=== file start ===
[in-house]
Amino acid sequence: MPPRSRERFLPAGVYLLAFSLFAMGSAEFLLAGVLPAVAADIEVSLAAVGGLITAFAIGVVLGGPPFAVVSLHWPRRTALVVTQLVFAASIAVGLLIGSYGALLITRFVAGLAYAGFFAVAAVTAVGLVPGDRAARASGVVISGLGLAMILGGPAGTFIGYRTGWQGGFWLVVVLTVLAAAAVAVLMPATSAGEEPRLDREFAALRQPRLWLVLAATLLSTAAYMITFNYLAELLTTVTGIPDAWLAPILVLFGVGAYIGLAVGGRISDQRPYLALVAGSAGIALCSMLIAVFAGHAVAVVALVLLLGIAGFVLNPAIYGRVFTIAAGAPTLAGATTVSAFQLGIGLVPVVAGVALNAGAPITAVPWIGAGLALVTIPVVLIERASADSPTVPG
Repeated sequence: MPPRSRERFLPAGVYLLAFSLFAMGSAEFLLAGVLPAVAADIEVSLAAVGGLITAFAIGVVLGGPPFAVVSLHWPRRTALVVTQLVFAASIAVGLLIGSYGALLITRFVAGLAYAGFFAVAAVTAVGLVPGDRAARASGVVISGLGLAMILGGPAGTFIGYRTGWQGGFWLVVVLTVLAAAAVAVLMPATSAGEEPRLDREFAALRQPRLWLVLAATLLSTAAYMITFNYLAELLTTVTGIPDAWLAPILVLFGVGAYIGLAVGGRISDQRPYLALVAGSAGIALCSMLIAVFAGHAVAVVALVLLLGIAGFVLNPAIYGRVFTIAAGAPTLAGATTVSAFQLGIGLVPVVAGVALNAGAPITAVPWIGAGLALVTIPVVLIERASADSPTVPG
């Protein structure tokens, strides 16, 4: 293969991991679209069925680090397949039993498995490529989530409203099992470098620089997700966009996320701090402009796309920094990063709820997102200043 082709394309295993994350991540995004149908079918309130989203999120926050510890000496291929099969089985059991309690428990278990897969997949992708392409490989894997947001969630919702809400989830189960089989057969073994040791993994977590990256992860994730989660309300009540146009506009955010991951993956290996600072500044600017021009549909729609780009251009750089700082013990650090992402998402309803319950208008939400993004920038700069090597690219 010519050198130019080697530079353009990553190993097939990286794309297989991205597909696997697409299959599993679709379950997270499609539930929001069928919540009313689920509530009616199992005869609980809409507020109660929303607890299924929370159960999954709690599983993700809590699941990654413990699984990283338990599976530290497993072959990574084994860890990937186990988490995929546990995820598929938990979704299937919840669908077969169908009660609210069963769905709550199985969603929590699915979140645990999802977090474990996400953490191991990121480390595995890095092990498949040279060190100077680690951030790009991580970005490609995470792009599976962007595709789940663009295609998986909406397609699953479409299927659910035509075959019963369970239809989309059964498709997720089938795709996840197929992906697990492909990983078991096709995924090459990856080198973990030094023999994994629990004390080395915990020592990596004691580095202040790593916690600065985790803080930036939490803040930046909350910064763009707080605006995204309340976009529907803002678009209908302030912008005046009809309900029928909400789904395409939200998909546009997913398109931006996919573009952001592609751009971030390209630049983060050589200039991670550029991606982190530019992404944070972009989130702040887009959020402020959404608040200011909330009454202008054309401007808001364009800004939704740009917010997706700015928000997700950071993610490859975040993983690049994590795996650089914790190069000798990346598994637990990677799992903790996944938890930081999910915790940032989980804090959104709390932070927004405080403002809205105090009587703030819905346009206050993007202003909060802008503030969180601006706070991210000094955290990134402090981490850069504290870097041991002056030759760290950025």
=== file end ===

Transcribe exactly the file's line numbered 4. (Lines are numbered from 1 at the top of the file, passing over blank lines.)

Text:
């Protein structure tokens, strides 16, 4: 293969991991679209069925680090397949039993498995490529989530409203099992470098620089997700966009996320701090402009796309920094990063709820997102200043 082709394309295993994350991540995004149908079918309130989203999120926050510890000496291929099969089985059991309690428990278990897969997949992708392409490989894997947001969630919702809400989830189960089989057969073994040791993994977590990256992860994730989660309300009540146009506009955010991951993956290996600072500044600017021009549909729609780009251009750089700082013990650090992402998402309803319950208008939400993004920038700069090597690219 010519050198130019080697530079353009990553190993097939990286794309297989991205597909696997697409299959599993679709379950997270499609539930929001069928919540009313689920509530009616199992005869609980809409507020109660929303607890299924929370159960999954709690599983993700809590699941990654413990699984990283338990599976530290497993072959990574084994860890990937186990988490995929546990995820598929938990979704299937919840669908077969169908009660609210069963769905709550199985969603929590699915979140645990999802977090474990996400953490191991990121480390595995890095092990498949040279060190100077680690951030790009991580970005490609995470792009599976962007595709789940663009295609998986909406397609699953479409299927659910035509075959019963369970239809989309059964498709997720089938795709996840197929992906697990492909990983078991096709995924090459990856080198973990030094023999994994629990004390080395915990020592990596004691580095202040790593916690600065985790803080930036939490803040930046909350910064763009707080605006995204309340976009529907803002678009209908302030912008005046009809309900029928909400789904395409939200998909546009997913398109931006996919573009952001592609751009971030390209630049983060050589200039991670550029991606982190530019992404944070972009989130702040887009959020402020959404608040200011909330009454202008054309401007808001364009800004939704740009917010997706700015928000997700950071993610490859975040993983690049994590795996650089914790190069000798990346598994637990990677799992903790996944938890930081999910915790940032989980804090959104709390932070927004405080403002809205105090009587703030819905346009206050993007202003909060802008503030969180601006706070991210000094955290990134402090981490850069504290870097041991002056030759760290950025």